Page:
Mayor: Cuts are coming

EAST LIVERPOOL — Reacting to voters’ rejection of a temporary .5 percent income tax increase in the Nov. 8 election, Mayor Ryan Stovall assured City Council Monday night that cuts are coming.

Saying he will be meeting next week with other city officials to work on the budget, Stovall cautioned, “There will be cuts. We know that. It won’t be easy. We will sit down, and there will be cuts in (the budget). That’s what people voted for, and that’s what’s going to happen.”

The income tax, which would have been in effect for five years, would have generated an additional $700,000 annually, with the bulk of that earmarked for the police department, which would have allowed for hiring more officers and helped with implementation of a drug awareness program in the schools.

Other departments also would have realized additional revenue, including $86,000 for the fire department and possibly a part-time inspector.

Asked by Councilman Craig Stowers if housing inspector Erik Adkins — who recently resigned to take another position — will be replaced, Stovall said not this year but possibly in 2017 if money becomes available.

Auditor Marilyn Bosco has estimated the city may end the year with a $13,000 carryover, but reported Monday night on a financial plan she has put together at the recommendation of state auditors which is not unlike those normally put into place when government entities are declared in fiscal emergency.

Bosco said the city has not been declared in even fiscal caution or fiscal watch but that state auditors will be meeting with her Dec. 8 to help with the 2017 temporary budget, looking at areas where savings can be made.

The financial plan, which will have to be adopted in legislative form by city council, is designed to eliminate all fiscal emergency conditions and identifies steps to restore the city’s fiscal integrity, according to its stated objectives.

Among the matters the city needs to address, according to the plan, are appropriations, financial reports, increasing operating revenue and reducing expenditures.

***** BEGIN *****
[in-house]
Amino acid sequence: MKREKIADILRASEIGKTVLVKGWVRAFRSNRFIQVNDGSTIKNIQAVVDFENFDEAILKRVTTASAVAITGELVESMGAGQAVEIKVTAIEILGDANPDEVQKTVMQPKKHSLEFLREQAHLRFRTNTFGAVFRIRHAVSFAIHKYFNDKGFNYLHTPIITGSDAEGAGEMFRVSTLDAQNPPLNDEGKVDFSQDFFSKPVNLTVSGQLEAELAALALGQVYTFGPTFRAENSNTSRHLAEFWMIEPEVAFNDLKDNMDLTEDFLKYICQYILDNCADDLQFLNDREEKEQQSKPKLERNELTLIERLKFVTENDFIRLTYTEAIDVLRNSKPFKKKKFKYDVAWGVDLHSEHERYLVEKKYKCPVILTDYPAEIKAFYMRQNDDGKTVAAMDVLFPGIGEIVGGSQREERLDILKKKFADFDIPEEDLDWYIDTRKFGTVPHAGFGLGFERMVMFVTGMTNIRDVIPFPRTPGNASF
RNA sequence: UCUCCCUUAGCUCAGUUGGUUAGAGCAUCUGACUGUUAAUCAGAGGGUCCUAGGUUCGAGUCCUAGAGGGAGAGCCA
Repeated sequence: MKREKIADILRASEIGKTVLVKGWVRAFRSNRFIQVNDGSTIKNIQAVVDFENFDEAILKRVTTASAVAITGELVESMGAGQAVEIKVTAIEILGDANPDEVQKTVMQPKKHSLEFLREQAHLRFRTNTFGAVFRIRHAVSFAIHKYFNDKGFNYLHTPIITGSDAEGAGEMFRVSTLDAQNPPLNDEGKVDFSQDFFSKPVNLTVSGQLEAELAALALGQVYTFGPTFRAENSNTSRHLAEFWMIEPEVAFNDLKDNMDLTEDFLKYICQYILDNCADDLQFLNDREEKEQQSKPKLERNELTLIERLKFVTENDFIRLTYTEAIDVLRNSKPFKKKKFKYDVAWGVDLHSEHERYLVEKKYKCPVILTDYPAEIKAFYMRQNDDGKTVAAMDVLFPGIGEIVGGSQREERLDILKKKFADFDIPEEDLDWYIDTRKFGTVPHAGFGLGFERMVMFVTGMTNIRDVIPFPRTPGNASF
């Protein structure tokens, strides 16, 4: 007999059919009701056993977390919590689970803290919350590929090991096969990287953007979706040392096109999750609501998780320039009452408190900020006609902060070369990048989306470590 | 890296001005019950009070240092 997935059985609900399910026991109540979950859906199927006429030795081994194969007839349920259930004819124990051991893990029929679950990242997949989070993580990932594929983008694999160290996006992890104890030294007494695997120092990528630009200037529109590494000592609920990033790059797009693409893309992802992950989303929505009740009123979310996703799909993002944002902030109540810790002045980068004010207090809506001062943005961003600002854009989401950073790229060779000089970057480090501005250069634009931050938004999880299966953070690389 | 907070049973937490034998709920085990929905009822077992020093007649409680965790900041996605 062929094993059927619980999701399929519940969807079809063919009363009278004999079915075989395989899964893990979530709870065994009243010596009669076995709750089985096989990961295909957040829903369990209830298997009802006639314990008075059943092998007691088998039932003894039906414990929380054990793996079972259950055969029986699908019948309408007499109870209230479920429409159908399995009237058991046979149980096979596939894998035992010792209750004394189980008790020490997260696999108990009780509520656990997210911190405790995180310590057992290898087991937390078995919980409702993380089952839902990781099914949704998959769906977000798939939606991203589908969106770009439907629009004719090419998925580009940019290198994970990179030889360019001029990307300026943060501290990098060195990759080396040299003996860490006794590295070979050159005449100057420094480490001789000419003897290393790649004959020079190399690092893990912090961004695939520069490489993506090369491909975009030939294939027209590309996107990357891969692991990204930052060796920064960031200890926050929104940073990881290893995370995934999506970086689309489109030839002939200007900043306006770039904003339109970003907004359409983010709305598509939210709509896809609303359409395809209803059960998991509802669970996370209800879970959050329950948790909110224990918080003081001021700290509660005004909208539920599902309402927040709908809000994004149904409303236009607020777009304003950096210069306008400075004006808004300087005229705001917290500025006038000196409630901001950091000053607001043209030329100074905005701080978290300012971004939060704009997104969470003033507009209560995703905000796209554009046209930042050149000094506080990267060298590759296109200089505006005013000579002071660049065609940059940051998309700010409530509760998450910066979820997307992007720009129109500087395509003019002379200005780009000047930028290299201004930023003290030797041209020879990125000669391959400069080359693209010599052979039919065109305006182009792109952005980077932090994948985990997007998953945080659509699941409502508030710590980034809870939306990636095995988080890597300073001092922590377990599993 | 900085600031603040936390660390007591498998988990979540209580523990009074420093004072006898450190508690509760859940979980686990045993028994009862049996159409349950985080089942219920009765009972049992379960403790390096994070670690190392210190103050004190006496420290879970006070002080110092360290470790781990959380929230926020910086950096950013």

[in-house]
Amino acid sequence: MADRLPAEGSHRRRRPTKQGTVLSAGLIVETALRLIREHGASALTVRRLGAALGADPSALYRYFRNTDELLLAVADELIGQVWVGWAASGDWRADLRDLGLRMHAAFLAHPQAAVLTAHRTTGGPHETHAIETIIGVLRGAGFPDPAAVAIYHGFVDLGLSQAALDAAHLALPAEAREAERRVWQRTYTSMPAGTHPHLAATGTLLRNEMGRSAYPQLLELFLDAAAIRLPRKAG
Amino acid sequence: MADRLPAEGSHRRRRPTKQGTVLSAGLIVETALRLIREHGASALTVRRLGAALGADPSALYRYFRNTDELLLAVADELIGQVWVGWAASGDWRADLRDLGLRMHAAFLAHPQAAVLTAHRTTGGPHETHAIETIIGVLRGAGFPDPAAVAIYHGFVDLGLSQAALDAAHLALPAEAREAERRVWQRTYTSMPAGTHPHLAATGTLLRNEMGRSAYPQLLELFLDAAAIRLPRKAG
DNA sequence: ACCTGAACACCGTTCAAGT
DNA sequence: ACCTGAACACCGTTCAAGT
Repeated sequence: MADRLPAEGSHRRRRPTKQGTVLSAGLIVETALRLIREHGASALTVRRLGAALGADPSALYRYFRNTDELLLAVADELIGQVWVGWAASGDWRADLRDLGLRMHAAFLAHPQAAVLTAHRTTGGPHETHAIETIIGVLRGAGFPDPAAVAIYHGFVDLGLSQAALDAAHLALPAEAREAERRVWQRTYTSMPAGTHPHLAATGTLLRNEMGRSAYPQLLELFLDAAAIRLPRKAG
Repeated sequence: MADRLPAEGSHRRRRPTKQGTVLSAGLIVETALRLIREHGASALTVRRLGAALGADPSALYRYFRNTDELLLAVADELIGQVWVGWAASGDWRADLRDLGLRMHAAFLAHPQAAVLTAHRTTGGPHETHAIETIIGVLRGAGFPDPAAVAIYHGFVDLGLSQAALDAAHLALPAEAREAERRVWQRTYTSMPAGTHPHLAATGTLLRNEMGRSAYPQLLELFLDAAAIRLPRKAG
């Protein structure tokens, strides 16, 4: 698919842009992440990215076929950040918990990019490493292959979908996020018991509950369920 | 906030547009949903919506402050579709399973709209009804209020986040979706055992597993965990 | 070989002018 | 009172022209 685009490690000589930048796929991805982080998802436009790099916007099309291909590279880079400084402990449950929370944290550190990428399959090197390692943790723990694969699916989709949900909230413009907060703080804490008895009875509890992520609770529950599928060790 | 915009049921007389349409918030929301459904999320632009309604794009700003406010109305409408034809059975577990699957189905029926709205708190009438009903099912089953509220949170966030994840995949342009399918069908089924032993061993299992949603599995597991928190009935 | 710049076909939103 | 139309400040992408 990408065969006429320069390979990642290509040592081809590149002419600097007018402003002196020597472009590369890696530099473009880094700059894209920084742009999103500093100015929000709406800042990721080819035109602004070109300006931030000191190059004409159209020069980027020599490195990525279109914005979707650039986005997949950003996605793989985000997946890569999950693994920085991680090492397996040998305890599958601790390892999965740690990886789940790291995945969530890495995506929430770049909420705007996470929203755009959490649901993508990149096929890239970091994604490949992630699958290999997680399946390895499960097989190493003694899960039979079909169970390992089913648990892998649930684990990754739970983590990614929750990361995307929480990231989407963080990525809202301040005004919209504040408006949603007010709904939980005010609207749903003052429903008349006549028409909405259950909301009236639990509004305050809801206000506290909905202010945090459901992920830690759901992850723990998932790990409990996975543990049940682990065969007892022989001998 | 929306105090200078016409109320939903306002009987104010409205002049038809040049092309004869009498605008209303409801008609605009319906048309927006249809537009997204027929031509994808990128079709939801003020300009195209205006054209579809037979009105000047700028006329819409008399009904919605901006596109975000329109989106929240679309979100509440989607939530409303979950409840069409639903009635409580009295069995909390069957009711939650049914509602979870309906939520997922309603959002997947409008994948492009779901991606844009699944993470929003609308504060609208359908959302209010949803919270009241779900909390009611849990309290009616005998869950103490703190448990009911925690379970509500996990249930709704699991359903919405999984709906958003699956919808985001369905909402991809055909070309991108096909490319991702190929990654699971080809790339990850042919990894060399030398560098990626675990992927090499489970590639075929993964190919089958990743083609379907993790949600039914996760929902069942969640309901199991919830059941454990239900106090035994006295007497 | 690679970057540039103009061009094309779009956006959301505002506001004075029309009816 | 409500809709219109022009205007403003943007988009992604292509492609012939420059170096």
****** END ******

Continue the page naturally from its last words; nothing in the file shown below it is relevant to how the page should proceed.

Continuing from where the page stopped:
Collecting income tax delinquencies is noted in the plan as the sole method for increasing revenue, while expenditure-reducing steps include revising health insurance costs; reducing overtime costs; reducing operating supplies; reducing staff by attrition and replacing full-time employees with part-time; selling, leasing or trading non-essential assets; not placing any orders until a purchase order it signed; and reducing the amount placed into the capital improvement fund.

The plan also notes that the mayor will continue working to attract new business into the city.

A five-year forecast and addressing and implementing recommendations in the state auditor’s report of accounting methods will also be completed, according to the proposed financial plan.

Bosco said she modeled the plan after several from other communities, “picking and choosing” sections that best suit East Liverpool’s circumstances. She invited input from council members before the final legislation is prepared for their approval.

In other matters Monday, Councilman Ray Perorazio again broached the subject of giving a city businessman a discount on a high water bill incurred due to a waterline break, saying he had addressed the issue with the utilities committee and “it didn’t go nowhere.”

Perorazio said the business owner “wasn’t happy,” and said he had learned East Palestine “gives a break” in such instances, adding, “If we want to be a friendly city, why don’t we act that way?”

Referring to comments made earlier by Perorazio about the need to charge landlords $50 per day for infractions to the zoning codes, Councilman Bill Hogue noted, “We could say that fining people $50 a day isn’t very friendly,” to which Perorazio replied, “That has nothing to do with being a friendly town. They have to play by the rules.”

Councilman John Mercer, a member of the utilities committee, reminded Perorazio that the committee did, in fact, discuss his concerns about the water break and decided that the way the policy stands now is fine.

President of Council John Thoma called for an end to the debate, telling Perorazio, “It’s not that you didn’t get an answer. The committee has made a decision and you have to go with it. Not everything brought to the table you’re going to agree with. If we do (a break) for one, we have to do for another, and then another.”

In legislative issues, council approved an ordinance entering into an agreement with Farmers National Bank as the city’s depository.

Council members expressed their amazement and pleasure at the quality of the work done on two formerly abandoned downtown buildings by New Castle School of Trades, renovating them for a new vocational school.

Councilman Fred Rayl suggested changing council’s meeting time for the winter to 6 p.m., with some discussion held on changing to the earlier time for all regular meetings. The issue will be discussed at a meeting of the safety-rules committee at 6:30 p.m. Dec. 5 prior to that night’s regular meeting.

At 6:45 p.m. that night, the streets-lands-buildings committee will meet. The finance committee will meet at 3 p.m. Nov. 29 and the licensing-economic development committee will meet at 4 p.m. Dec. 7.

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